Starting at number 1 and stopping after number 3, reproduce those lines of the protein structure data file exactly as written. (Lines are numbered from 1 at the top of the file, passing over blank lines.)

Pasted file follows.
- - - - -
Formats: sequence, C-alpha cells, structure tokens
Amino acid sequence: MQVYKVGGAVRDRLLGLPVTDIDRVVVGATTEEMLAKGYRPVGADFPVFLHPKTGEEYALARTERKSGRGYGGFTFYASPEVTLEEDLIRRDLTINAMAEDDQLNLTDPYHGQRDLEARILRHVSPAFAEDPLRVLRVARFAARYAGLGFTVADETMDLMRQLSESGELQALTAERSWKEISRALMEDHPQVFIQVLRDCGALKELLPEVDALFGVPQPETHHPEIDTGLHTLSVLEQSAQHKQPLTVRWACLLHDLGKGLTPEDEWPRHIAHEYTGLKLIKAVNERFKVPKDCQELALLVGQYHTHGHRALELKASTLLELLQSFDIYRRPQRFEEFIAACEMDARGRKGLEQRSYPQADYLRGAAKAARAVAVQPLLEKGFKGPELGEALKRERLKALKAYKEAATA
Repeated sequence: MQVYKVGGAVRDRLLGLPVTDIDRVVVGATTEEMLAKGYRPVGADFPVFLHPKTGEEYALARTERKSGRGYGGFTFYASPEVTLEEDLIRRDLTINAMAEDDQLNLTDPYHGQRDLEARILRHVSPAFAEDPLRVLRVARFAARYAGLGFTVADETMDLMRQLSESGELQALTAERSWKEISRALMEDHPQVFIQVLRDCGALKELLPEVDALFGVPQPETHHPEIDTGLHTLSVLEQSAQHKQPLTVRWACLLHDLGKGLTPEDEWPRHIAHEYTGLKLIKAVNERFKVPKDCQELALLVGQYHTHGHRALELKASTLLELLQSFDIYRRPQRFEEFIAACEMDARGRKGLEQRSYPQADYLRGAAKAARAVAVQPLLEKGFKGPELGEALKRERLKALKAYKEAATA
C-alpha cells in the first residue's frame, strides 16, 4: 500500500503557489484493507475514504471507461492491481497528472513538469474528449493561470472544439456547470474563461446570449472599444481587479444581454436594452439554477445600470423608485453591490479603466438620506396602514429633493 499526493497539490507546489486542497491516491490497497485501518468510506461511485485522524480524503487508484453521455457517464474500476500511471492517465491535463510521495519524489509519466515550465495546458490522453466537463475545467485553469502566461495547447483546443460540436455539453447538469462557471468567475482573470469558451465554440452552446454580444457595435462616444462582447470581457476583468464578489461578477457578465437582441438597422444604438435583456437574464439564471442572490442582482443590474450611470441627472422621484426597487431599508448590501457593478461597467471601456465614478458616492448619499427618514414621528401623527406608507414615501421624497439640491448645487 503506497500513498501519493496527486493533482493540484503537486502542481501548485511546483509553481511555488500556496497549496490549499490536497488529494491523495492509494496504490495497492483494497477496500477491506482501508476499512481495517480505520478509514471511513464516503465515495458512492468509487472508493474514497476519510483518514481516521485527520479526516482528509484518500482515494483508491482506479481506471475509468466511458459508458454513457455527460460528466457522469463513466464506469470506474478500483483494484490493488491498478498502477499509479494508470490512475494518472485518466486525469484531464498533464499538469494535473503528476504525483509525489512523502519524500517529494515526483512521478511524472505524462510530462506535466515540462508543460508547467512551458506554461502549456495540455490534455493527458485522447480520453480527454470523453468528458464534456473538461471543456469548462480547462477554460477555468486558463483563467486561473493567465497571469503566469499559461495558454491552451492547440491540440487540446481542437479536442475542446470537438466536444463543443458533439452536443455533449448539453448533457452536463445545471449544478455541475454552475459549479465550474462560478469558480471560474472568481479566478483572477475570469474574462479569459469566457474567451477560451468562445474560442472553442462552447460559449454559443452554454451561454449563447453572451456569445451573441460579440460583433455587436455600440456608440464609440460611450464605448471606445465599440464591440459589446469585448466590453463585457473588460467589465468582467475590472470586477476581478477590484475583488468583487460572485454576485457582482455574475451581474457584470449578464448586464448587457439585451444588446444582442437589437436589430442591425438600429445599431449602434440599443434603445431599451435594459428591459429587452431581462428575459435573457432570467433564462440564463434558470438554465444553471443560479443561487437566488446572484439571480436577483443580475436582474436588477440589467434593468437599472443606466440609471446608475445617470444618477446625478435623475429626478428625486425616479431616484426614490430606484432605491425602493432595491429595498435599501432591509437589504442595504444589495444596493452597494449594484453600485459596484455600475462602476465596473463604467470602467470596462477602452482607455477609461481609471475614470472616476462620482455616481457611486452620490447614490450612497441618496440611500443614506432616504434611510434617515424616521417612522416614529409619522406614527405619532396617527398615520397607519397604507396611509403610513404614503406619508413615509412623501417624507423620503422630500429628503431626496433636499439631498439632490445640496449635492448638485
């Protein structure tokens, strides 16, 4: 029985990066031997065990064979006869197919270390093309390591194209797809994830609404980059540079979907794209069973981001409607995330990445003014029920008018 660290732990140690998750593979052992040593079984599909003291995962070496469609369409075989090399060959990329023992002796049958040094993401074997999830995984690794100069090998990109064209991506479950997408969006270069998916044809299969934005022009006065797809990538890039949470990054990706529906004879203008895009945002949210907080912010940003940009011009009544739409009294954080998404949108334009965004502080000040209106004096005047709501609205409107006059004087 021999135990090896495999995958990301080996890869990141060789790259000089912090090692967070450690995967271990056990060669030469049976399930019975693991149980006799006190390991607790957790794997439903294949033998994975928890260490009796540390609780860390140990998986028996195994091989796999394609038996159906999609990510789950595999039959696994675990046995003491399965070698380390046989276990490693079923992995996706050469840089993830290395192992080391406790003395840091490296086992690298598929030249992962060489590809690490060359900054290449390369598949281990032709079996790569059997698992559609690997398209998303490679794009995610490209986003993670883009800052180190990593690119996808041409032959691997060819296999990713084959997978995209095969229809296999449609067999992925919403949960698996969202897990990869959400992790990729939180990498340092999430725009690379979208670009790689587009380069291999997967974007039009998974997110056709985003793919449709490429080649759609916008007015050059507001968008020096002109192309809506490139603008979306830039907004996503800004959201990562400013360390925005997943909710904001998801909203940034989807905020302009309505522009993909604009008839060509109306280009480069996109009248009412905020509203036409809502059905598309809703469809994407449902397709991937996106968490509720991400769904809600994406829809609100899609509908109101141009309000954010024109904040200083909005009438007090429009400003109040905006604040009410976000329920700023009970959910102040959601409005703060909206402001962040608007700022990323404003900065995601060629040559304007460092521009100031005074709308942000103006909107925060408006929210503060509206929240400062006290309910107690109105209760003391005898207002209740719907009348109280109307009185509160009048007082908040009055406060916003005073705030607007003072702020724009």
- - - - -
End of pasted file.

Formats: sequence, C-alpha cells, structure tokens
Amino acid sequence: MQVYKVGGAVRDRLLGLPVTDIDRVVVGATTEEMLAKGYRPVGADFPVFLHPKTGEEYALARTERKSGRGYGGFTFYASPEVTLEEDLIRRDLTINAMAEDDQLNLTDPYHGQRDLEARILRHVSPAFAEDPLRVLRVARFAARYAGLGFTVADETMDLMRQLSESGELQALTAERSWKEISRALMEDHPQVFIQVLRDCGALKELLPEVDALFGVPQPETHHPEIDTGLHTLSVLEQSAQHKQPLTVRWACLLHDLGKGLTPEDEWPRHIAHEYTGLKLIKAVNERFKVPKDCQELALLVGQYHTHGHRALELKASTLLELLQSFDIYRRPQRFEEFIAACEMDARGRKGLEQRSYPQADYLRGAAKAARAVAVQPLLEKGFKGPELGEALKRERLKALKAYKEAATA
Repeated sequence: MQVYKVGGAVRDRLLGLPVTDIDRVVVGATTEEMLAKGYRPVGADFPVFLHPKTGEEYALARTERKSGRGYGGFTFYASPEVTLEEDLIRRDLTINAMAEDDQLNLTDPYHGQRDLEARILRHVSPAFAEDPLRVLRVARFAARYAGLGFTVADETMDLMRQLSESGELQALTAERSWKEISRALMEDHPQVFIQVLRDCGALKELLPEVDALFGVPQPETHHPEIDTGLHTLSVLEQSAQHKQPLTVRWACLLHDLGKGLTPEDEWPRHIAHEYTGLKLIKAVNERFKVPKDCQELALLVGQYHTHGHRALELKASTLLELLQSFDIYRRPQRFEEFIAACEMDARGRKGLEQRSYPQADYLRGAAKAARAVAVQPLLEKGFKGPELGEALKRERLKALKAYKEAATA